Why is mass customisation so important for the future of OSS?

McDonald’s hit a peak moment of productivity by getting to a mythical scale, with a limited menu and little in they way of customization. They could deliver a burger for a fraction of what it might take a diner to do it on demand.
McDonald’s now challenges the idea that custom has to cost more, because they’ve invested in mass customization.
Things that are made on demand by algorithmic systems and robots cost more to set up, but once they do, the magic is that the incremental cost of one more unit is really low. If you’re organized to be in the mass customization business, then the wind of custom everything is at your back.
The future clearly belongs to these mass customization opportunities, situations where there is little cost associated with stop and start, little risk of not meeting expectations, where a robot and software are happily shifting gears all day long
Seth Godin
in “On demand vs. in stock

We’ve all experienced the modern phenomenon of “the market of one.” We all want a solution to our own specific needs, whilst wanting to pay for it at an economy of scale. For example, to continue the burger theme, I rarely order a burger without having to request a change from the menu item (they all seem to put onions and tomatoes on, which I don’t like).

One of the challenges of the OSS market segments I tend to do most work in (the tier-one telcos and utilities) is that they’ve always needed a market of one approach to fit their needs (ie heavy customisation, with few projects being even similar to any previous ones). This approach comes with an associated cost of customisation (during the commissioning and forever after) as well as the challenge in finding the right people to drive these customisations (yes, you may’ve noticed a shortage too!).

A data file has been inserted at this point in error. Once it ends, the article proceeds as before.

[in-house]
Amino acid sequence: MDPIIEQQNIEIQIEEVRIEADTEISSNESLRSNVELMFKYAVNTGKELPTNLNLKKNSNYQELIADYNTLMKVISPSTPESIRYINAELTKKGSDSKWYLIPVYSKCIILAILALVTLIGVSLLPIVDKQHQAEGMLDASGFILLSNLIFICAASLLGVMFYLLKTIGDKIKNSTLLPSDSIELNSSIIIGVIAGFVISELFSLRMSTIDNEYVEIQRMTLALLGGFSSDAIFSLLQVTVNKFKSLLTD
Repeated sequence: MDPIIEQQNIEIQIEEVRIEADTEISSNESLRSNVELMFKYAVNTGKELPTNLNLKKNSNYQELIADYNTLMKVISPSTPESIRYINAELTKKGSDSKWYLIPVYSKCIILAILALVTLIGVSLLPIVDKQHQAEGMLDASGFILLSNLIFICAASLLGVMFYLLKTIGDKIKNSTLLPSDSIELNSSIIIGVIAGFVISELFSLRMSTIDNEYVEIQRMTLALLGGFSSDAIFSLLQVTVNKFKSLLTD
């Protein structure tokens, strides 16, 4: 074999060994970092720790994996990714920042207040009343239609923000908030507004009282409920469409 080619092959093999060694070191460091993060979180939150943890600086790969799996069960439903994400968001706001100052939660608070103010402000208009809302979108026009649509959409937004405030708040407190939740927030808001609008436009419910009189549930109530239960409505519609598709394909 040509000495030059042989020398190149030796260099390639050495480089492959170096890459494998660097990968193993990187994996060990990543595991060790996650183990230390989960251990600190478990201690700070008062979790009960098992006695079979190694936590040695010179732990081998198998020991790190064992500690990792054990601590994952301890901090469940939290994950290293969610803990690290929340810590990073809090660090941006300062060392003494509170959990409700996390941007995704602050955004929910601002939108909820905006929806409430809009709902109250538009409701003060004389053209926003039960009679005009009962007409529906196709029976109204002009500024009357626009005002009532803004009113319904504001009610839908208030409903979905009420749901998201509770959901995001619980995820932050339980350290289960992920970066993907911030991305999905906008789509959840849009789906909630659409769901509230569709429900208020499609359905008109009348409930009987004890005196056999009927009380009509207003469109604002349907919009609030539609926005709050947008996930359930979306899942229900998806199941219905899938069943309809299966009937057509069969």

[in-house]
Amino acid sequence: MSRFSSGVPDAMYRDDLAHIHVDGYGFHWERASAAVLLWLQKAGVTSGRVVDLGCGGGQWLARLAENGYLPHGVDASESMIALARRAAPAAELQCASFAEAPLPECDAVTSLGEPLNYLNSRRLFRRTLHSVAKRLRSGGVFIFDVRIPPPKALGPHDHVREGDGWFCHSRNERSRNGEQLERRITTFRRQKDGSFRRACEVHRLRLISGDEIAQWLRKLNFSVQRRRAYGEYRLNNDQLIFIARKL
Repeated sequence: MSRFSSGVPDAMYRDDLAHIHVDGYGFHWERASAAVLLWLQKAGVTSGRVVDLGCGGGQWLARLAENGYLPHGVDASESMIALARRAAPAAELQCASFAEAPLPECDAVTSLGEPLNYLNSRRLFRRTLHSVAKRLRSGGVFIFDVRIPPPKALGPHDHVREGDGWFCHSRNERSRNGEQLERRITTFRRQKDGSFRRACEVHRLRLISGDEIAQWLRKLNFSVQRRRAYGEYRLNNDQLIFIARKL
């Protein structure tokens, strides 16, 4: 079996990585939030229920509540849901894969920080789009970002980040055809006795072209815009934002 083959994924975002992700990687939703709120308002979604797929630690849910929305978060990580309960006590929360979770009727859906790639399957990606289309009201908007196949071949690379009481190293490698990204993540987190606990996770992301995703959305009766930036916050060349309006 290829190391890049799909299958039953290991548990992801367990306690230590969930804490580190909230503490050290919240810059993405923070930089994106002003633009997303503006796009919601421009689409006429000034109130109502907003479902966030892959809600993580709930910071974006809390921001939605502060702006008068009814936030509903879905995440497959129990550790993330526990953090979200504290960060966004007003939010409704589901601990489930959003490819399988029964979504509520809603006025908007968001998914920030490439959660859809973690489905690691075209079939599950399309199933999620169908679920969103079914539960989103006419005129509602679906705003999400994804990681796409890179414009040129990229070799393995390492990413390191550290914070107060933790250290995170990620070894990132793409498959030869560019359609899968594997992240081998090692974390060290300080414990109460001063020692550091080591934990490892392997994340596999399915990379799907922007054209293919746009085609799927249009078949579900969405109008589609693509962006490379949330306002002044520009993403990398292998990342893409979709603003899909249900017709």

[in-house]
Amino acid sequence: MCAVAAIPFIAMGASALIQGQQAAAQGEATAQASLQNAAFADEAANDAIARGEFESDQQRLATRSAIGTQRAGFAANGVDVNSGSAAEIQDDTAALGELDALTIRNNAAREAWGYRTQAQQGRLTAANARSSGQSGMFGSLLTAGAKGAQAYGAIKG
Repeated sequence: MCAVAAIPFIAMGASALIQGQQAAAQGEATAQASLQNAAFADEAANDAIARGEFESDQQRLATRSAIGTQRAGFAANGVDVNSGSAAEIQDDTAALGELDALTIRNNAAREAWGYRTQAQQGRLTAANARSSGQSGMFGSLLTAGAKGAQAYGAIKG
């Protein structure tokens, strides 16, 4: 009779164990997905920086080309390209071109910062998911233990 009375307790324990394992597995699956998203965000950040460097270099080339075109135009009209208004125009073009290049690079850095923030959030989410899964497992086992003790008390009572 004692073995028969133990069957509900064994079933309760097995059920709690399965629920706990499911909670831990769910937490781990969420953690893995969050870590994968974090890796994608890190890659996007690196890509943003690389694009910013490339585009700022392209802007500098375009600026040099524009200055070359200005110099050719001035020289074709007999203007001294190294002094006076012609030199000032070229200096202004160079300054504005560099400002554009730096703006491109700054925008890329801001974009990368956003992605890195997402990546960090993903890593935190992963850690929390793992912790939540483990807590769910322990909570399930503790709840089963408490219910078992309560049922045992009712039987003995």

If we can overcome this challenge with a model of repeatability overlaid onto customised requirements (ie mass customisation) then we’re going to reduce costs, reduce risks, reduce our reliance on a limited supply of resources and improve quality / reliability.

But OSS is a bit more complex than the burger business (I imagine, having never learnt much about the science of making and delivering burgers to order). So where do we start on our repeatability mantra? Here are a few ideas but I’m sure you can think of many more:

  1. Systematising the OSS product ordering process, whether you make the process self-serve (ie customers can log on to build a shopping cart) or more likely, you streamline the order collection for your sales agents to build a shopping cart with customers
  2. Providing decision support for the install process, guiding the person doing the install in real-time rather than giving them an admin guide. The process of setting up databases, high-availaility, applications, schema, etc will invariably be a little different for each customer and can often take days for top-end installs
  3. Reducing core functionality down to the features that virtually every customer will use, working hard to make those features highly modularised. They become the building blocks that customisations can be built around
  4. Building a platform that is designed to easily plug in additional functionality to create bespoke solutions. This specifically includes clever user experience design to help them find the right plug ins for their requirements rather than confusing them in the vast array of choice
  5. Wherever possible, give the flexibility in data rather than in applications / code
  6. Modularisation of products and processes as well as functionality
  7. Build models of intent that are abstracted from the underlying technology layers

The transient demands facilitated by a future of virtualised networks makes this modularity and repeatability more important than its ever been for OSS.

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